Henry James TODD was Private 202862, 'C' Company 15th [Battalion] of the Suffolk Regiment. He was killed on the 12th December 1917, age 34. He is buried in the Kantara War Memorial Cemetery. He was the son of Henry and Maria Todd and husband of Kate Todd, of The Street, Hacheston.
Kantara War Memorial Cemetery is situated at Kantara East on the eastern side of the Suez Canal, 160 kilometres north-east of Cairo and 50 kilometres south of Port Said. Access to Kantara East is via vehicular or small passenger ferry from Kantara West. Kantara East is 30 kilometres north of Ismailia on the main Ismailia-Port Said road. The cemetery is 3 kilometres by road from the ferry, on the northern outskirts of the village. It is now possible to access the Cemetery crossing the Suez Canal Bridge. Once on the Sinai side of the bridge follow (north) the signs for Kantara. The Cemetery is located on the right side of the road (within 70 metres) as you enter the town of Kantara.
In the early part of the First World War, Kantara was an important point in the defence of Suez against Turkish attacks and marked the starting point of the new railway east towards Sinai and Palestine, begun in January 1916. Kantara developed into a major base and hospital centre and the cemetery was begun in February 1916 for burials from the various hospitals, continuing in use until late 1920. After the Armistice, the cemetery was more than doubled in size when graves were brought in from other cemeteries and desert battlefields, notably those at Rumani, Qatia, El Arish and Rafa.
The Second World War again saw Kantara as a hospital centre. No 1 General Hospital was there from July 1941 to December 1945 and two others, Nos 41 and 92, were there in turn for varying periods. One of the major allied medical units in the area, No 8 Polish General Hospital, adjoined the war cemetery.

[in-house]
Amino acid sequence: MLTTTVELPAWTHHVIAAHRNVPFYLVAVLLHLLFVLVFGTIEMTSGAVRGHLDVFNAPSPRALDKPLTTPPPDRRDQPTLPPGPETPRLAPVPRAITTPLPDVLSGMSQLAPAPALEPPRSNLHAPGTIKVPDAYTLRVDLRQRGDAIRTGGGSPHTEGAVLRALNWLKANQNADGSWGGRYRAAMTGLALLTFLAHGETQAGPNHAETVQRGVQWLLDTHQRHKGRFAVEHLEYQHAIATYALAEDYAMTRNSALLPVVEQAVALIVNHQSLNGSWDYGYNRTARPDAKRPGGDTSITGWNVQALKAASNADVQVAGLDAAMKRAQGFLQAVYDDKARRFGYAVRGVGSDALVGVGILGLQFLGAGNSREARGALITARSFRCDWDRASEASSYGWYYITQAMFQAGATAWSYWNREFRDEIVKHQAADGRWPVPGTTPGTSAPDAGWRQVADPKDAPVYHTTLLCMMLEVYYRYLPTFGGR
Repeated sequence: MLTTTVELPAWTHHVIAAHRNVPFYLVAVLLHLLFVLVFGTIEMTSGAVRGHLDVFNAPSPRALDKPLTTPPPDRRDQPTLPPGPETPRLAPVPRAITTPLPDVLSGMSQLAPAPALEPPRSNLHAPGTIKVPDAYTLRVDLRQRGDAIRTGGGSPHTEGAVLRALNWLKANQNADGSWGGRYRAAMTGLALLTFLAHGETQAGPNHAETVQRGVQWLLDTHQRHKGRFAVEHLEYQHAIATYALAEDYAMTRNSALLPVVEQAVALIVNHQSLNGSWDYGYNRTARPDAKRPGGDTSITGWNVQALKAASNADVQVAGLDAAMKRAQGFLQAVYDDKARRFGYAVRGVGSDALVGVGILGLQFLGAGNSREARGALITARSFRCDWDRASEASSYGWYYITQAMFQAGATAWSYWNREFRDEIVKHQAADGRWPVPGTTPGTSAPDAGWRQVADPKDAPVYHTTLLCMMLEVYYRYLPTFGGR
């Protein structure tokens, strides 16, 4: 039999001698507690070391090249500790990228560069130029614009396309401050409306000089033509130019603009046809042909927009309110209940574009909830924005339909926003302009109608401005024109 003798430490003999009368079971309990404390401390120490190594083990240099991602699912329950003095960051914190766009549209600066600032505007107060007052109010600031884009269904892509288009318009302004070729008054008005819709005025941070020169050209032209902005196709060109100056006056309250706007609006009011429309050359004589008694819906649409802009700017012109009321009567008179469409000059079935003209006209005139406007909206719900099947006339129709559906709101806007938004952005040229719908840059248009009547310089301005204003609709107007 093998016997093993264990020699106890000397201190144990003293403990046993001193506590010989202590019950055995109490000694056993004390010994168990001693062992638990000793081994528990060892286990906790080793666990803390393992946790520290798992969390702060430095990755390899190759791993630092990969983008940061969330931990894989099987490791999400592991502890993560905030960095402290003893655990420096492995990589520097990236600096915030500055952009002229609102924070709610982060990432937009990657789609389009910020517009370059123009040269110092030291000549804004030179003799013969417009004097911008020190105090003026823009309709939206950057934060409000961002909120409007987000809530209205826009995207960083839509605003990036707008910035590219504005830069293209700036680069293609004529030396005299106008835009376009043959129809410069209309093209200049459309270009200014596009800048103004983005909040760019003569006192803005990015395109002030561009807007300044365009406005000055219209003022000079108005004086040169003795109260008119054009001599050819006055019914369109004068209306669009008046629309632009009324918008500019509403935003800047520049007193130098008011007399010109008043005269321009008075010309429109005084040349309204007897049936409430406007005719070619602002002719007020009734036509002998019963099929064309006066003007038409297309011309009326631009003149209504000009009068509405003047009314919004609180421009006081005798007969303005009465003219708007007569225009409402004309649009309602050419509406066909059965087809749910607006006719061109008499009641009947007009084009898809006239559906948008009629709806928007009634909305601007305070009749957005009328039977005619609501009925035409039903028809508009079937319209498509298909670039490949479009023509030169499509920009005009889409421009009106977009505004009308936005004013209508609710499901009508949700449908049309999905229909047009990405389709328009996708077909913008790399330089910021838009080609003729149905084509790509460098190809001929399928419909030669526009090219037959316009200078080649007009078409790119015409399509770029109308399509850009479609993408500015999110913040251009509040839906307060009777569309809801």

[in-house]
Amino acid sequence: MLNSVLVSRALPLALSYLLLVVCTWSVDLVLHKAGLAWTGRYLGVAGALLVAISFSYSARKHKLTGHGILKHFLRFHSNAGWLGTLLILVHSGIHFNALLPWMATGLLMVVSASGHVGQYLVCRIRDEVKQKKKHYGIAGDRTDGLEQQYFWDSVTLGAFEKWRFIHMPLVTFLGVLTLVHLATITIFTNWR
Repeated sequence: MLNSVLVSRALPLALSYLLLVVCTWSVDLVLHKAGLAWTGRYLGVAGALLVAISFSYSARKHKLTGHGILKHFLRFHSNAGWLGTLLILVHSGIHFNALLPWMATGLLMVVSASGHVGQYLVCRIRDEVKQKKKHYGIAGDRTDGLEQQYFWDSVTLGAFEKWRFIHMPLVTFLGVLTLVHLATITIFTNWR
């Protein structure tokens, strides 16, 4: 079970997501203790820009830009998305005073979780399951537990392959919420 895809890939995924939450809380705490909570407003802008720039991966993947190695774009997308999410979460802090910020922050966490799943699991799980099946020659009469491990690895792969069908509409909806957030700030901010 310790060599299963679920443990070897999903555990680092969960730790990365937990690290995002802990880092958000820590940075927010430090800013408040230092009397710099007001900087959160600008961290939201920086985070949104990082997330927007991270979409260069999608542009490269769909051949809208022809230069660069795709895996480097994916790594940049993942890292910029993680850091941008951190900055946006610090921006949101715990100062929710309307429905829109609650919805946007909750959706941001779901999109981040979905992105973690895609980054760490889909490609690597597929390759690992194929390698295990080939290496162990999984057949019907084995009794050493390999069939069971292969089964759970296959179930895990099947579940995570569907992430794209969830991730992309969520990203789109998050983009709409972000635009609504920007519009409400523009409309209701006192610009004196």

KANTARA WAR MEMORIAL CEMETERY now contains 1,562 Commonwealth burials of the First World War and 110 from the Second World War. There are also 341 war graves of other nationalities in the cemetery, many of them made from the Polish hospital and concentrated in a distinct Polish extension.
Near the entrance to the cemetery is the KANTARA MEMORIAL, bearing the names of 16 New Zealand servicemen of the First World War who died in actions at Rumani and Rafa, and who have no known grave.
In 1961, nearby Kantara Indian Cemetery became inaccessible and it was decided that the 283 First World War servicemen buried there should instead be commemorated at Kantara War Memorial Cemetery. Panels bearing the names of the dead were affixed to the wall of the cemetery behind the Stone of Remembrance, forming the KANTARA INDIAN CEMETERY MEMORIAL.
The following is a link to Henry's page on the Commonwealth War Graves Commission website from where you can download Henry's Commemorative Certificate.
David Clough and Richard Ginn